These two images of Jupiter's atmosphere were taken in the near-infrared portion of the spectrum with the 756 nanometer (nm) filter of the Solid State Imaging (CCD) system aboard NASA's Galileo spacecraft on June 26, 1996.
The bright white spot in the center of each image is to the northwest of Jupiter's Great Red Spot (GRS). The right image was taken approximately 9 hours later than the left image; the time separation of these two images shows the evolution of the clouds during one Jovian rotation period. Sequences obtained by NASA's Voyager spacecraft in 1979 show similar spots to the west of the GRS, which grew rapidly to diameters of 2000 kilometers within one day.
North is at the top of these images which are centered at approximately 13 South latitude and 335 West longitude. In the left image, each picture element (pixel) subtends a square of about 36 kilometers on a side, and the spacecraft was at a range of more than 1.7 million kilometers from Jupiter. In the right image, each pixel subtends a square of about 30 kilometers on a side, and the spacecraft was at a range of more than 1.4 million kilometers from Jupiter.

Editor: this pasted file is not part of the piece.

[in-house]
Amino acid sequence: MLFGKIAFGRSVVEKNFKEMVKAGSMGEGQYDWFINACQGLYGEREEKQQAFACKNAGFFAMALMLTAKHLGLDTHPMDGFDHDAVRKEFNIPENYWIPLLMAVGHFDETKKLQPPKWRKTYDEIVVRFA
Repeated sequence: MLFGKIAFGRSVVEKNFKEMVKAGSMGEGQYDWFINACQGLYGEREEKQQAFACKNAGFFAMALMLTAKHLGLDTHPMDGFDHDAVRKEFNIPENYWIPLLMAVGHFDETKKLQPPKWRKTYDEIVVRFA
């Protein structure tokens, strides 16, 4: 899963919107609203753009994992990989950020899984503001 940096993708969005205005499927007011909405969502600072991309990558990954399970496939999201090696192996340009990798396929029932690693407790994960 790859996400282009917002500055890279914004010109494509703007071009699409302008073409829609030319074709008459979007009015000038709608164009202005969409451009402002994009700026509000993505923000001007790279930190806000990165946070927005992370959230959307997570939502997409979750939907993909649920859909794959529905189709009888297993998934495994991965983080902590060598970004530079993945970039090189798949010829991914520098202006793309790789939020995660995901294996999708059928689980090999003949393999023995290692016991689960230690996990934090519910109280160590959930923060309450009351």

The Jet Propulsion Laboratory, Pasadena, CA manages the mission for NASA's Office of Space Science, Washington, DC.
This image and other images and data received from Galileo are posted on the World Wide Web, on the Galileo mission home page at URL http://galileo.jpl.nasa.gov. Background information and educational context for the images can be found at URL http://www.jpl.nasa.gov/galileo/sepo. Image Credit: NASA/JPL